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Thangka of the Tibetans, an Integration of Religion and Art

Everywhere in the vast regions inhabited by the Tibetan ethnic group inLamas chanting scriptures in front of a Thangkawestern China, whether in monasteries, temples or average homes, a painting with bright colors, rich content and noble qualities can be seen. It is similar to the painted scrolls of the Han nationality, which are hung on walls. This fine art is Thangka.

The gorgeous Thangka is the gem of the painstaking efforts of Buddhist artists and master painters. It serves as decorations for homes and monasteries, as well as reflecting the pious beliefs of the Tibetan people.

Thangka is a unique form of painting in Tibetan culture. “Thangka” is a transliteration from the Tibetan language, meaning “cloth or silk painting scroll capable of being spread for appreciation.” It originated in the Tobon period (ancient Tibet) around the 7th century. According to legend, the earliest Thangka was a portrait of Goddess Lhamo, which was painted by Songtsan Gambo (c.617-650), king of Tobon. The Bonist culture of Tibet, the inscriptions on precipices and the introduction of Buddhism into Tibet were all factors in expediting the birth and development of Thangka. Boasting distinct national features, strong religious colors and unique artistic style, Thangka has always been regarded by the Tibetans as a treasure.

An artist at workThangka has a multitude of qualties, but most Thangka paintings are done on cloth and paper and are called painted Thangka. In addition, there are woven Thangka, which encompass a dozen varieties, including pearl Thangka, color-painted Thangka, embroidered Thangka and brocade Thangka.

Painting Thangka is a serious matter because it is seen as a practice in adhering to the doctrine of Buddhism. The process of painting is an act of giving to kindness and of practicing virtue and Buddhist doctrine-not the artist’s self-expression of his will. Therefore, the painter must follow a fixed pattern and often has to practice Buddhism for a few days before painting. Some will conduct religious ceremonies and chant Buddhist scripture. Tibetan painters rarely leave their names on the paintings.A Thangka scroll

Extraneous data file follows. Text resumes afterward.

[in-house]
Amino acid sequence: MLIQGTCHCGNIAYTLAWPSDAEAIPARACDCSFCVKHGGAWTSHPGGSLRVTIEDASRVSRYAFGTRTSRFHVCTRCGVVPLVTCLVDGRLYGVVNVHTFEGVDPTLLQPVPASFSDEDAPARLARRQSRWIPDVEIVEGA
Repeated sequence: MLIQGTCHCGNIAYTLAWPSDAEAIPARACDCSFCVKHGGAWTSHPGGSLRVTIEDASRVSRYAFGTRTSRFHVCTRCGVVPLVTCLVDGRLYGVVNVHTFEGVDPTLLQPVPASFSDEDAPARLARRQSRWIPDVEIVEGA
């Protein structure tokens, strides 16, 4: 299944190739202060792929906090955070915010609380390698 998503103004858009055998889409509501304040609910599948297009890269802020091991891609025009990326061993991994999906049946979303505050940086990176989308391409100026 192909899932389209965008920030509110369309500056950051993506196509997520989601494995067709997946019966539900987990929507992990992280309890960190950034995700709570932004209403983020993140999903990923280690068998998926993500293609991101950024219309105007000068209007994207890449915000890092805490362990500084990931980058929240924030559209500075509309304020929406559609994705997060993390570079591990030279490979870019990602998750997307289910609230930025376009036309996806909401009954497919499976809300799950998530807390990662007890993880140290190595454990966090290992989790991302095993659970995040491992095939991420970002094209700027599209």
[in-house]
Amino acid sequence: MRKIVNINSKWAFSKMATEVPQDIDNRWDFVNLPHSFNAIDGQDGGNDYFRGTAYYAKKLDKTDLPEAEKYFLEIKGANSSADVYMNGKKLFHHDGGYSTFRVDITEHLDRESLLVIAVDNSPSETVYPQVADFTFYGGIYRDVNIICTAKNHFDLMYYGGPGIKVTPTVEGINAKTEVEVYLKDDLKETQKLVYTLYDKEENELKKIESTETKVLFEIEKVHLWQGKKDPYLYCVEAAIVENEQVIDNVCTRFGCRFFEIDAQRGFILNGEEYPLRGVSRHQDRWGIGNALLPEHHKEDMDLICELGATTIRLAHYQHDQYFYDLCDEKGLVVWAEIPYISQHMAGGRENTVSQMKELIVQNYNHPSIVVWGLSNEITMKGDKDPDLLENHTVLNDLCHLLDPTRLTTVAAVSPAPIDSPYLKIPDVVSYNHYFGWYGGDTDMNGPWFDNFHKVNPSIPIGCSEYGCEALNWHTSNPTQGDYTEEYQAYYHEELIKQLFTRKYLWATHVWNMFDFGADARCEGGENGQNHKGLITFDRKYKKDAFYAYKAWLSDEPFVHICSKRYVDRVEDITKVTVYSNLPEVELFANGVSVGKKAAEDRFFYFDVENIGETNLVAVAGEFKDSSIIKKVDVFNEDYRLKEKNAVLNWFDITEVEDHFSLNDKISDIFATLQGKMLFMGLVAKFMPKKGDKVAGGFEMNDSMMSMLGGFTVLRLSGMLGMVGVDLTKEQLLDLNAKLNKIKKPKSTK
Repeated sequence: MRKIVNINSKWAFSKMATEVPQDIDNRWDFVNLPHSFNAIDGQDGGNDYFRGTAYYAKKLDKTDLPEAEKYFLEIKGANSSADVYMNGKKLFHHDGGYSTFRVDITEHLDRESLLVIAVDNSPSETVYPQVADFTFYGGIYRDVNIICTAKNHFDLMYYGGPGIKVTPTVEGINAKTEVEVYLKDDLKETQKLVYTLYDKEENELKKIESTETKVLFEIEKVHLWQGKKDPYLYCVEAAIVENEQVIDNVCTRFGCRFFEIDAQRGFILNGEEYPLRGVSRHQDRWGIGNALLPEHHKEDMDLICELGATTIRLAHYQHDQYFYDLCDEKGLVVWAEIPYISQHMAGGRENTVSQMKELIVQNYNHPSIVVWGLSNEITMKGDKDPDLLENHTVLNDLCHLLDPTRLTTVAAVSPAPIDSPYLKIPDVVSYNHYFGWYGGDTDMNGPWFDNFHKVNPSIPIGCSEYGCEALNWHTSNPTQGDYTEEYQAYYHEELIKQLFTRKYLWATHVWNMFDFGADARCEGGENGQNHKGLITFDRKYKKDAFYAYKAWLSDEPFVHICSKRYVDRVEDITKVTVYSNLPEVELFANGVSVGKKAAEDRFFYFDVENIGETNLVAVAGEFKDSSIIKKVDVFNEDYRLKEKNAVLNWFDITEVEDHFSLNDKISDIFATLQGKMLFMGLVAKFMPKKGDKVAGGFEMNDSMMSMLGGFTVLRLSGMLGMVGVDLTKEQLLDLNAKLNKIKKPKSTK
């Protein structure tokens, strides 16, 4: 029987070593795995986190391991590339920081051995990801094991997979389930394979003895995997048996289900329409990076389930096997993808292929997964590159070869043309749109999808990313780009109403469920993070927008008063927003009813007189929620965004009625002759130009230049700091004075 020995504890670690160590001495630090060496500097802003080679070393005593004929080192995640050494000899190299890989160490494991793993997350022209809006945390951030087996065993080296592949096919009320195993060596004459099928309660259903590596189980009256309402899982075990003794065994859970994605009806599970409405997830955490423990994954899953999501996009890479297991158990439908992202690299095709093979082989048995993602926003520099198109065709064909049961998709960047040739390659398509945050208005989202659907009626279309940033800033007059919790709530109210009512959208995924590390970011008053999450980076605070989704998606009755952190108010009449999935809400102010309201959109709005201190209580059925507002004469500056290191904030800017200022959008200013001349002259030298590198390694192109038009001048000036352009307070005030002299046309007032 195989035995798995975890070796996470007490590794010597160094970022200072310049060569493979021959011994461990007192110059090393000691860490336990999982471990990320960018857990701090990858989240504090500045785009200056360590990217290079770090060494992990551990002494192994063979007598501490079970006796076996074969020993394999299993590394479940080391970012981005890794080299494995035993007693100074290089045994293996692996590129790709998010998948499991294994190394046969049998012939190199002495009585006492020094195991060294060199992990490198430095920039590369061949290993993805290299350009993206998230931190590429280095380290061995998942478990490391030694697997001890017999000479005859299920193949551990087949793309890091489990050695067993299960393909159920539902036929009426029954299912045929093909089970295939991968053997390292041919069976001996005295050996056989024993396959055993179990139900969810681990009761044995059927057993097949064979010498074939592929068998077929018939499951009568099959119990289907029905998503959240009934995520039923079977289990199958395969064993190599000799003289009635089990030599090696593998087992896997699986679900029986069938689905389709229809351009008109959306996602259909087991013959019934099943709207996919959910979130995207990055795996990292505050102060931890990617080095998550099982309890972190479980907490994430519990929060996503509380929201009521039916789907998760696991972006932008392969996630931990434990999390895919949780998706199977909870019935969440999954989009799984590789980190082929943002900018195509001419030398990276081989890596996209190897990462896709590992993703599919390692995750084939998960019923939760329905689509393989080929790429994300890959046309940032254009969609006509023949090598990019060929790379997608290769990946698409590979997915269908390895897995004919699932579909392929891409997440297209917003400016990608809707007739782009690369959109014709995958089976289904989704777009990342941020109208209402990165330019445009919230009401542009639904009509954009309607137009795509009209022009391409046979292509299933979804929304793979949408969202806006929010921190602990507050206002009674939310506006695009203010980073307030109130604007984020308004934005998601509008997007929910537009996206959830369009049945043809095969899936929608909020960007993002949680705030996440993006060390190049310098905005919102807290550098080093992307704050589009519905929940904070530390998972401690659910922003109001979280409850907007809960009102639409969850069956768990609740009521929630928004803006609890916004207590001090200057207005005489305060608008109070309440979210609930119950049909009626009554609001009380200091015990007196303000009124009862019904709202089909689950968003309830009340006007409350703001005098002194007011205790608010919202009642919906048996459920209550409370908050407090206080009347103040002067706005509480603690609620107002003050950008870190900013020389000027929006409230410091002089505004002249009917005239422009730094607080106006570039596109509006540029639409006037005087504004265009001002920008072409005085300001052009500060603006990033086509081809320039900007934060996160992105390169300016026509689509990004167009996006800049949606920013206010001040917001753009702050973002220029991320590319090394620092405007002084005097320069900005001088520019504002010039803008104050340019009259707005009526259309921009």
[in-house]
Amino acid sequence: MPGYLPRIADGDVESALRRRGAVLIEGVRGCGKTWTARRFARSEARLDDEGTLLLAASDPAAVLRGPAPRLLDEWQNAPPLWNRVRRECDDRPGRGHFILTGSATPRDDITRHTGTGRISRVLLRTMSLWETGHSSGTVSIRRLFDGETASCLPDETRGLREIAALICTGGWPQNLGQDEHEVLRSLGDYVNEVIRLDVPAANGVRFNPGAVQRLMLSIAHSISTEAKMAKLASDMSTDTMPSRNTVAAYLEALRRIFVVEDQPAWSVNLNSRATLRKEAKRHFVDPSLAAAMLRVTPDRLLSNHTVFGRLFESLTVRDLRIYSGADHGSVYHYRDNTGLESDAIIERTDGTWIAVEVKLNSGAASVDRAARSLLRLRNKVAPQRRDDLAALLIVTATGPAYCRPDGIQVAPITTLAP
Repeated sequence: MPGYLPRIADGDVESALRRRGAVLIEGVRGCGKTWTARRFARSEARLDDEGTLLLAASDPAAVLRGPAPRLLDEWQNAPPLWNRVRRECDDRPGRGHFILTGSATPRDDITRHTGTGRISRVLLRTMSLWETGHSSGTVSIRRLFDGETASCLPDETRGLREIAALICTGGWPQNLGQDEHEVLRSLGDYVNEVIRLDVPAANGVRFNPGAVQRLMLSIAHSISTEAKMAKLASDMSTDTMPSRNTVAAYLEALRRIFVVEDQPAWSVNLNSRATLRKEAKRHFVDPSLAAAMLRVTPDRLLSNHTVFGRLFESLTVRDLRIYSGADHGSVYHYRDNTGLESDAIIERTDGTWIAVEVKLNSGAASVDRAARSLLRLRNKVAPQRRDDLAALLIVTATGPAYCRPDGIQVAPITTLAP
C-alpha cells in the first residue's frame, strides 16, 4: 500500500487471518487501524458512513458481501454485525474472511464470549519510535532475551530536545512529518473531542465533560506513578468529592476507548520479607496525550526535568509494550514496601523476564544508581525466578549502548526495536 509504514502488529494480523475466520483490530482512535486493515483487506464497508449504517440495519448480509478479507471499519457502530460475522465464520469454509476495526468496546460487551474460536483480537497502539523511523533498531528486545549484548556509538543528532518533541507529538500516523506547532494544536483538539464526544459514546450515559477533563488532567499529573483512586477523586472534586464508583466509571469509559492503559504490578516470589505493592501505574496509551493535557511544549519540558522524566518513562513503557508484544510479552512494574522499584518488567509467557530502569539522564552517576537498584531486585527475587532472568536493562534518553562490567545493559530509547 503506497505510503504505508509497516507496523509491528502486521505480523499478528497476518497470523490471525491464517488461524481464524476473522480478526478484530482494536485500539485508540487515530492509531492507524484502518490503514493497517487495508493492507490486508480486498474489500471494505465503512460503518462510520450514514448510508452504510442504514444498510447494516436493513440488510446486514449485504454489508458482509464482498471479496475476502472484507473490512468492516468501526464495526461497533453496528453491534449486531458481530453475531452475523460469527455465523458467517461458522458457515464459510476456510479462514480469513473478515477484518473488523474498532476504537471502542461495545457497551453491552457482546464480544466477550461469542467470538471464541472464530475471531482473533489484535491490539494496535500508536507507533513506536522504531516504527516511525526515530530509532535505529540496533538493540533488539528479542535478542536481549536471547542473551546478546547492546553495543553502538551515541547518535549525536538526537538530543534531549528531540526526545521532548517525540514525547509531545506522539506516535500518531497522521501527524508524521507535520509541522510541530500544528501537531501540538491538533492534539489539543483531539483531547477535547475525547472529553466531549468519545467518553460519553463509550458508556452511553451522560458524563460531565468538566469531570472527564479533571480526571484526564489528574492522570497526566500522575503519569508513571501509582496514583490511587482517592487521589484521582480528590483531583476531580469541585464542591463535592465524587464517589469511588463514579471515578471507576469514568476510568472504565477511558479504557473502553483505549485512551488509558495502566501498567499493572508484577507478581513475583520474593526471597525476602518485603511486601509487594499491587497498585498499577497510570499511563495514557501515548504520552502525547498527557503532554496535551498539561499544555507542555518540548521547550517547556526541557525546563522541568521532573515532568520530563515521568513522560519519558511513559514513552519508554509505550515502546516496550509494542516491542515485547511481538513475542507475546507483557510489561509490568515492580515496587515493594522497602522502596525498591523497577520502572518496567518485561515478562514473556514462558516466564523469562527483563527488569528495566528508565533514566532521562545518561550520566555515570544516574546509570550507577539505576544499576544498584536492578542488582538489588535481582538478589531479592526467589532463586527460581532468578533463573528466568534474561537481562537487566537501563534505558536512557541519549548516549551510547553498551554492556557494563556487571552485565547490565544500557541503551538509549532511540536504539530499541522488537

It is extremely complicated to paint a Thangka; the act of doing so often lasts several months and even years. It involves many complex procedures, including linearization, colorization, dyeing, contour-sketching with color brushes, tracing designs in gold and inlaying gold.

In painting, the artist uses a fine thread to fasten the cloth onto a wooden frame and applies glue evenly on both sides of the cloth. He coats it with another layer of gypsum powder after it has been air-dried and uses shells and pebbles to polish it until the cloth’s surface is smooth and even, revealing no grains. Then, he uses a carbon stick to sketch the contours of the Buddha and uses a pencil to draw the lines. Pure natural mineral dyestuffs are used, which are bright and durable. It is necessary to use a brush dipped in color to do contour sketching after the application of color and then a gold juice to depict the portrait. Tibetan painters are extremely selective about the quality of the gold powder; it must be pure gold.

Great attention is also paid to the mounting process once the painting is complete. The four sides of the painting are bordered with multicolored brocade and the top and bottom are fastened with a wooden roller. Many Thangkas have red and yellow borders added and are covered with silk the same size as the painting.

After mounting, Thangkas that incorporate Buddhism are usually sento to a temple or monastery for a consecration ceremony and lamas are invited to chant scriptures and add their fingerprints with gold juice or cinnabar on the back of the painting. This way, a Thangka becomes a holy article.A huge Thangka on display on a hill in Tibet

Aside from religious subject-matter, Thangkas also depict Tibetan medicine, historical events, biographies, customs, legends and fairy tales, involving politics, economy, history, religion, literature, art, and social life. Thus, Thangkas are like an encyclopedia of the Tibetans.

The size of Thangkas varies. The smallest is only the size of a palm, painted on paper, cloth or goat skin; the large ones can be as large as dozens and even hundreds of square meters. When such a huge Thangka is slowly unfolded it can cover a hill slope. A large Thangka titled “A Show of Colored Drawings on Literature and Art of Tibetan Ethnic Group of China” is 618 meters long and took 400 top-level handicraft masters nearly four years to complete.

Developed from the 7th century to the present, Thangka has become a very mature art of painting as well as a religious art. The Buddha and Bodhisattvas painted on Thangkas have replaced sculptures and murals in the monasteries and temples and have become portable idols. As long as the Tibetans who wander in search of water and grass on the vast, desolate plateau roll up a Thangka and hang it in the tent in which they live, they will be able to pray, conduct religious services and receive spiritual sustenance.

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